“Sex and race, because they are easy and visible differences, have been the primary ways of organizing human beings into superior and inferior groups and into the cheap labor on which this system still depends. We are talking about a society in which there will be no roles other than those chosen or those earned. We are really talking about humanism.” July 10, 1971, part of Steinem’s visionary speech.

Ms. Magazine

Did feminist magazines exist before she co-founded Ms. in 1972? Surely none sounded as loud a gong as Ms. continues to resound today. Did you know that the first Wonder Woman comics endowed the character with grit and superpowers that they later revoked? Thanks to Steinem’s re-empowered Wonder Woman gracing an early Ms. cover, the comic book publishers restored the character’s heroine status!

Thanks to Steinem, Wonder Woman got her powers back!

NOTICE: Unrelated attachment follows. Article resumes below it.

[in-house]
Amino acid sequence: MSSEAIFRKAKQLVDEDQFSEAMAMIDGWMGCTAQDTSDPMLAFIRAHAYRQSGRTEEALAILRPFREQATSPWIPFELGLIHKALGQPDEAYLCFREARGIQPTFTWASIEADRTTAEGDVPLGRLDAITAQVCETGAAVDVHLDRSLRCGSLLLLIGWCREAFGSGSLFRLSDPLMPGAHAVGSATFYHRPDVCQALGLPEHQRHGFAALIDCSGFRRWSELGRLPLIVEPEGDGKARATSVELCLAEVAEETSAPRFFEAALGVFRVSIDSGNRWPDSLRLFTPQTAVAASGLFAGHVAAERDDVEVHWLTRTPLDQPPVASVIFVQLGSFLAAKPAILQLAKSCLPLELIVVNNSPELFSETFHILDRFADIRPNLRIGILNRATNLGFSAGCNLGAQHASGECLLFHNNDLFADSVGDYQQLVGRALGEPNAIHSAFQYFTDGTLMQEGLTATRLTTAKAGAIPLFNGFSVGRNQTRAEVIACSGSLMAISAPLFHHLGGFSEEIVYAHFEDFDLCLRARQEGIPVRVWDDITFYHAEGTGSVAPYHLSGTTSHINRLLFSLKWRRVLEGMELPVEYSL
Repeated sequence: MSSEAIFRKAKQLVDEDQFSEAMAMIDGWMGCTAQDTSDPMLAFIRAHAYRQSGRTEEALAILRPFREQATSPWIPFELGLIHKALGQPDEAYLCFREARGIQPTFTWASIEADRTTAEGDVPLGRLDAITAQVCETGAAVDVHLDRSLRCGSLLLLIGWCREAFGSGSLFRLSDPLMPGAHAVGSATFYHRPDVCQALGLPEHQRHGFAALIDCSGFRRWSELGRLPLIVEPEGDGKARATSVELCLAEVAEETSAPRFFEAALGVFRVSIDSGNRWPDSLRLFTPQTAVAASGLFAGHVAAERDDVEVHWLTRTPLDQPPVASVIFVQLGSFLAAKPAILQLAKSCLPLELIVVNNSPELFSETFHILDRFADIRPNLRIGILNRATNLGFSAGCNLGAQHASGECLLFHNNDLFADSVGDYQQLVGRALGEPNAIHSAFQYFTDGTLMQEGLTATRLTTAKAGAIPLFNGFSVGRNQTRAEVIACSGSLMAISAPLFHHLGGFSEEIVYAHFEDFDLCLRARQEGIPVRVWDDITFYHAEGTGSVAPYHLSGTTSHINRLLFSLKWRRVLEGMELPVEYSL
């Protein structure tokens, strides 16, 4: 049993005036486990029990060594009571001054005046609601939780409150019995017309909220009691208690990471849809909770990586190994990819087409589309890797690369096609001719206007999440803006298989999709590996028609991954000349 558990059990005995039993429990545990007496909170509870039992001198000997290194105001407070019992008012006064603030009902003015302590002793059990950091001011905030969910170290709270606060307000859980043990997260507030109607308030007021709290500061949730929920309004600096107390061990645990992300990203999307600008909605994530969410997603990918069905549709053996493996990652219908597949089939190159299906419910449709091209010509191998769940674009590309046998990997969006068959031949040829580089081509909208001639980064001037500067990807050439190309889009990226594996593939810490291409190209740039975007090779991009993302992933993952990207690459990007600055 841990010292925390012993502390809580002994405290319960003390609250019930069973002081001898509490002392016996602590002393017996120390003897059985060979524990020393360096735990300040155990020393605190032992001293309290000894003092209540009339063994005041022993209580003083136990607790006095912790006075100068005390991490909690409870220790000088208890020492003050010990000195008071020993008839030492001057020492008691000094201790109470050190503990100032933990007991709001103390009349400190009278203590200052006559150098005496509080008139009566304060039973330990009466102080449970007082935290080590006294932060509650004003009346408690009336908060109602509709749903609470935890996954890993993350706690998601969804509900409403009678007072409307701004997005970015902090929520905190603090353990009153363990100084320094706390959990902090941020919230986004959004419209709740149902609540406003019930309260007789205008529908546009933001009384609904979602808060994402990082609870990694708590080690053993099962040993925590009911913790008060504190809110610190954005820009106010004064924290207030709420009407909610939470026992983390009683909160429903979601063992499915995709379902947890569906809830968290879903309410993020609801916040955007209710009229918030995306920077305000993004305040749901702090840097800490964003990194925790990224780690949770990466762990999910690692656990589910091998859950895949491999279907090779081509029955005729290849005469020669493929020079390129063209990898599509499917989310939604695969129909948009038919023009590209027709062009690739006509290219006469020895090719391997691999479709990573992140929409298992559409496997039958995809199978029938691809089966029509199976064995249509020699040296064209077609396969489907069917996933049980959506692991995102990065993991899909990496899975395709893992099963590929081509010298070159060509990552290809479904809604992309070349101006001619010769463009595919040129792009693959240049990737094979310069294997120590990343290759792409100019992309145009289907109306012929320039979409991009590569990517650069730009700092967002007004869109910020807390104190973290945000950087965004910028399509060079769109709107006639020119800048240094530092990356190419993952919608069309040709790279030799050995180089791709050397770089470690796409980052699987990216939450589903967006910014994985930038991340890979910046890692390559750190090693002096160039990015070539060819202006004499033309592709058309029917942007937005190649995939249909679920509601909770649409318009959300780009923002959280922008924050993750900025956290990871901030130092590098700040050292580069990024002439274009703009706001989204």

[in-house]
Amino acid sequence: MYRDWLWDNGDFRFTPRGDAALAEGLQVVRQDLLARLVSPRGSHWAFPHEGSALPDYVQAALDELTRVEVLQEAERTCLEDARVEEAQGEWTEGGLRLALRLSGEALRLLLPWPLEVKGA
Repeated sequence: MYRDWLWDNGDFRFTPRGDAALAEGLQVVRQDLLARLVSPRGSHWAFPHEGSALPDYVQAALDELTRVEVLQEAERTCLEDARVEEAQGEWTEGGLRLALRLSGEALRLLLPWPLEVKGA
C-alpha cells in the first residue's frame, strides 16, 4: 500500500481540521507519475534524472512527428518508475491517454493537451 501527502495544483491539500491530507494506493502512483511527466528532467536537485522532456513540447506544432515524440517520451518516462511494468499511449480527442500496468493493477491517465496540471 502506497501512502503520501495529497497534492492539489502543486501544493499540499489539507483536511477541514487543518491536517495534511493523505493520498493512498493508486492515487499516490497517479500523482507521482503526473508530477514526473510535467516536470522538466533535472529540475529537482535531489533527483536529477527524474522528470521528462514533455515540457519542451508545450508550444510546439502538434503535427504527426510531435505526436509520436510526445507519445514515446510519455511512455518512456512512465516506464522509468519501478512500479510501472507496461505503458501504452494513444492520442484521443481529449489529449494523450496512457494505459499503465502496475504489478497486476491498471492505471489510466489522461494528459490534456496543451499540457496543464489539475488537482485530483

Steinem crusades for labor rights, people’s rights, reproductive rights and civil equality, against female genital mutilation and male circumcision — and more!…

A breast cancer conqueror, she has neither biological children nor living relatives. At age 66, she married once — to David Bale, father of actor Christian BaleWilma Mankiller, the first female Principal Chief of the Cherokee Nation, performed the ceremony! Criticized for having denounced the institution as “the model for slavery law in this country,” Steinam explained…

“I didn’t change. Marriage changed. We spent 30 years in the United States changing the marriage laws. If I had married when I was supposed to get married, I would have lost my name, my legal residence, my credit rating, many of my civil rights. That’s not true anymore. It’s possible to make an equal marriage.”

When it comes to aging…

“At my age, in this still hierarchical time, people often ask me if I’m “passing the torch.” I explain that I’m keeping my torch, thank you very much — and I’m using it to light the torches of others.” Gloria Steinem

Who’s your favorite feminist?